Tehran – Iran has resumed enriching 20 percent uranium at its underground Fordow nuclear facility, according to its government spokesman, in a move that further breaches terms of a landmark nuclear deal signed with world powers in 2015.
“A few hours ago the process to inject the gas began and the first UF6 enriched uranium product will be reached in a few more hours,” Ali Rabiei said.
Iran had informed the United Nation’s International Atomic Energy Agency (IAEA) that it would soon begin enriching 20 percent uranium, which is higher than the current 4.5 percent level of enrichment, but still far below the 90 percent level that is considered weapons-grade.
The Islamic republic had previously committed to capping uranium enrichment at 3.67 percent as part of the nuclear deal.
It also agreed to ship most of its enriched uranium out of the country and allow no enrichment at Fordow, which was to be converted into a nuclear, physics and technology centre.
But exactly one year after United States President Donald Trump unilaterally withdrew from the deal and imposed harsh economic sanctions on Iran, the country abandoned that limit.
Tehran has since maintained that its steps are completely and quickly reversible as soon as the US and Europe return to their own commitments under the deal.
Spokesman Rabiei reiterated on Monday that the government of moderate President Hassan Rouhani remains opposed to the move, but is bound by law to implement legislation approved by the parliament in December.
The hardline parliament’s bill, which was also greenlit by the constitutional vetting body the Guardian Council, obligates the government to increase uranium enrichment to 20 percent and leaves the door open for more enrichment.
It also calls for expelling inspectors of the IAEA, increasing its uranium stockpile, building advanced centrifuges and revitalising the Arak heavy water reactor, among other things.
The bill was approved in a matter of days after top nuclear and military scientist Mohsen Fakhrizadeh was assassinated in November. Iran believes Israel was behind the assassination.
‘Where should the money come from?’
Earlier this week, Ali Akbar Salehi, the head of Iran’s Atomic Energy Agency, had said his organisation was ready to start 20 percent enrichment after informing the IAEA.
“We are the solider of the establishment and have our hands on the trigger. When the commander issues the order, we can do it very quickly,” Salehi said, adding he only awaits the government’s final go-ahead.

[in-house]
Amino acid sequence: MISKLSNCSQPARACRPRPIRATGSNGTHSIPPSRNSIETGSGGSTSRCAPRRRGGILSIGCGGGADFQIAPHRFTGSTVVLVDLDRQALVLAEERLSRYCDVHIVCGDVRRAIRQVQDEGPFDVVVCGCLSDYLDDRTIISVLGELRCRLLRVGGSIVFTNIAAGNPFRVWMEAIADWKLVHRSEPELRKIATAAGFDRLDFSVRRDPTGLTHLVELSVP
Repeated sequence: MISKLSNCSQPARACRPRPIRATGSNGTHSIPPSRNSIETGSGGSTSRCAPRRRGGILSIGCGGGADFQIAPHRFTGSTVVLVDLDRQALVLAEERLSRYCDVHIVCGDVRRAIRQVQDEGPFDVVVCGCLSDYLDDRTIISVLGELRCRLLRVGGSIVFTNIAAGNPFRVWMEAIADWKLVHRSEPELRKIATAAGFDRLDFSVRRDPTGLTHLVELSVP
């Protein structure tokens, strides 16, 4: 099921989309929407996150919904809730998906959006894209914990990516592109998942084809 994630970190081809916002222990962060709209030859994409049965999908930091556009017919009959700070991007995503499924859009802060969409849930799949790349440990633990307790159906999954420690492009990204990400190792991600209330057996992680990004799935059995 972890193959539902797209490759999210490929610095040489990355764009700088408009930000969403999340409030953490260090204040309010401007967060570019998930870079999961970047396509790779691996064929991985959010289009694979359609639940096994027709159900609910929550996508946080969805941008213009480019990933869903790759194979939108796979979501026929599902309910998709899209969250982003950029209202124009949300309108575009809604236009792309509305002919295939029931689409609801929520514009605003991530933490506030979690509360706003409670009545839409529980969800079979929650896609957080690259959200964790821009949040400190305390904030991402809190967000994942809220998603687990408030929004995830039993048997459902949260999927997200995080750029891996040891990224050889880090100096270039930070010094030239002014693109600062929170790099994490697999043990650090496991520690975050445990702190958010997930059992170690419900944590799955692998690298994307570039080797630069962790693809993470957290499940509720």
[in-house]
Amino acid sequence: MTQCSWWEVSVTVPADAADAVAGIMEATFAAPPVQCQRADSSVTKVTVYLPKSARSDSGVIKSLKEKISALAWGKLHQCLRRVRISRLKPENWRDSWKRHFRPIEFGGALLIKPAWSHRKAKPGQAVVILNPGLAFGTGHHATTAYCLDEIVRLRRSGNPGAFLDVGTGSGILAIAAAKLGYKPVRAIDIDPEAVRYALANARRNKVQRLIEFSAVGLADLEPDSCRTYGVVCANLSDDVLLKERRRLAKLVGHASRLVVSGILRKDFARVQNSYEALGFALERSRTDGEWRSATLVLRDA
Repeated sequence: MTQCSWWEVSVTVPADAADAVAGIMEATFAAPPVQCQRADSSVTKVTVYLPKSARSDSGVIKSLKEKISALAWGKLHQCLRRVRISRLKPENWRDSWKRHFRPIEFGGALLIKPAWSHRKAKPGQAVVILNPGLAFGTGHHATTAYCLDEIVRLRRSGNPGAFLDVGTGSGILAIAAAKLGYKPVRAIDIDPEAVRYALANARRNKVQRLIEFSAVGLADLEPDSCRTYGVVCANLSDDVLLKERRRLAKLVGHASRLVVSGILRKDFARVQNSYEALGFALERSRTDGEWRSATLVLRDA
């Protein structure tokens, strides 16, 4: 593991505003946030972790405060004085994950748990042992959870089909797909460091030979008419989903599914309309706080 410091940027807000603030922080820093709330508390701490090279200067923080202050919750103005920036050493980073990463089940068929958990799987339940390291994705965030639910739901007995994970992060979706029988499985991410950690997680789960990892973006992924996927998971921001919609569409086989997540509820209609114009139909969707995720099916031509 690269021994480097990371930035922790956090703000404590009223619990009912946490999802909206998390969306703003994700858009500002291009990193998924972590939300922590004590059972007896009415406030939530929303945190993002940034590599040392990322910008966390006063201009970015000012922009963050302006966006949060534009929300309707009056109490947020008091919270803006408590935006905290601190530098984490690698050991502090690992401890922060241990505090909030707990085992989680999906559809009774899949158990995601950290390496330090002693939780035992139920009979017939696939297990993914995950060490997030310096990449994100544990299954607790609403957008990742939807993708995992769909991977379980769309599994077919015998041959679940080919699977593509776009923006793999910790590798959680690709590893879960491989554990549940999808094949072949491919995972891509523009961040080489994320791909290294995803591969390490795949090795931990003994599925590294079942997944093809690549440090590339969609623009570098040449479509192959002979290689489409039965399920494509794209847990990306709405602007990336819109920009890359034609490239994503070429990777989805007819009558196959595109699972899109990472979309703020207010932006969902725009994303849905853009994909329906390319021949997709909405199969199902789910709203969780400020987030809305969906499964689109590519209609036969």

But Salehi had criticised the legislation that, among other things, obligates his organisation to build 1,000 next-generation IR6 centrifuges.
“Where should the money come from? If it’s local resources, then they either don’t know how much local resources we have or they don’t know how much IR-6 centrifuges cost,” he had said.
European signatories of the nuclear deal have also said the move to increase uranium enrichment further hurts the landmark deal, calling on the Iranian government to refrain from implementing it.
World powers party to the deal, however, renewed their commitment to it in a high-level virtual meeting chaired by the European Union’s foreign policy chief Josep Borrell in late December.
The move to increase uranium enrichment also comes amid heightened tensions between Iran and the US one year after the US assassinated Iran’s top general Qassem Soleimani.
Soleimani was travelling with a convoy of Iranians and Iraqis which the two countries maintain were on a diplomatic trip when they were hit by rockets fired from a US drone.
In what the US says is a show of force meant to deter Iran, it has flown B-52 strategic bombers in the region three times in the past month.
The US also on Monday reversed its decision to return Navy aircraft carrier USS Nimitz to its base and said the reversal came because Iranian officials renewed their threats on Trump and other US officials.
US president-elect Joe Biden has promised to reverse Trump’s “maximum pressure” campaign on Iran by returning to the nuclear deal and lifting sanctions. However, Biden and European powers have signalled that they want to extend talks to include Iran’s regional influence and missiles programme.
Iran has adamantly reiterated that those issues have never been on the negotiating table, including when the nuclear deal was being discussed, and will never be.